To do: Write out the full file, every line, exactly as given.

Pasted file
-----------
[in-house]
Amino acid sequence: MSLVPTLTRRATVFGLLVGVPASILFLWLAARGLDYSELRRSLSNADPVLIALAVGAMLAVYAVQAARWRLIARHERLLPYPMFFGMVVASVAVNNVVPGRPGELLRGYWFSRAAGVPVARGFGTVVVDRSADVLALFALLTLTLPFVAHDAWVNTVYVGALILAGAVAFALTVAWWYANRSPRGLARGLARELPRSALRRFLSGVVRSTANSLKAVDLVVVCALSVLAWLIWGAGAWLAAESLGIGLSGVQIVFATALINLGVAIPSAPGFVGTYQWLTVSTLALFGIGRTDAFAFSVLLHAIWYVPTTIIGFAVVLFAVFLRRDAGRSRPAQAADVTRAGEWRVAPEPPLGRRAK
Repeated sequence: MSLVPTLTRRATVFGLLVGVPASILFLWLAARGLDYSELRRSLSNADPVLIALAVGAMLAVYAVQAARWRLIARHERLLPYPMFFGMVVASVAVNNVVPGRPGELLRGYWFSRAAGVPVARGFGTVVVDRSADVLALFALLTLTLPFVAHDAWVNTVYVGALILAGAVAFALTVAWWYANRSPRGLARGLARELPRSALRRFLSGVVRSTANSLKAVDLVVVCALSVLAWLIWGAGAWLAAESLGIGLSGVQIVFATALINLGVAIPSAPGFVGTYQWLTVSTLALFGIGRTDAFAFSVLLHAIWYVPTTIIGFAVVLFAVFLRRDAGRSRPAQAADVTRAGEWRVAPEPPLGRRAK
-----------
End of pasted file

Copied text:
[in-house]
Amino acid sequence: MSLVPTLTRRATVFGLLVGVPASILFLWLAARGLDYSELRRSLSNADPVLIALAVGAMLAVYAVQAARWRLIARHERLLPYPMFFGMVVASVAVNNVVPGRPGELLRGYWFSRAAGVPVARGFGTVVVDRSADVLALFALLTLTLPFVAHDAWVNTVYVGALILAGAVAFALTVAWWYANRSPRGLARGLARELPRSALRRFLSGVVRSTANSLKAVDLVVVCALSVLAWLIWGAGAWLAAESLGIGLSGVQIVFATALINLGVAIPSAPGFVGTYQWLTVSTLALFGIGRTDAFAFSVLLHAIWYVPTTIIGFAVVLFAVFLRRDAGRSRPAQAADVTRAGEWRVAPEPPLGRRAK
Repeated sequence: MSLVPTLTRRATVFGLLVGVPASILFLWLAARGLDYSELRRSLSNADPVLIALAVGAMLAVYAVQAARWRLIARHERLLPYPMFFGMVVASVAVNNVVPGRPGELLRGYWFSRAAGVPVARGFGTVVVDRSADVLALFALLTLTLPFVAHDAWVNTVYVGALILAGAVAFALTVAWWYANRSPRGLARGLARELPRSALRRFLSGVVRSTANSLKAVDLVVVCALSVLAWLIWGAGAWLAAESLGIGLSGVQIVFATALINLGVAIPSAPGFVGTYQWLTVSTLALFGIGRTDAFAFSVLLHAIWYVPTTIIGFAVVLFAVFLRRDAGRSRPAQAADVTRAGEWRVAPEPPLGRRAK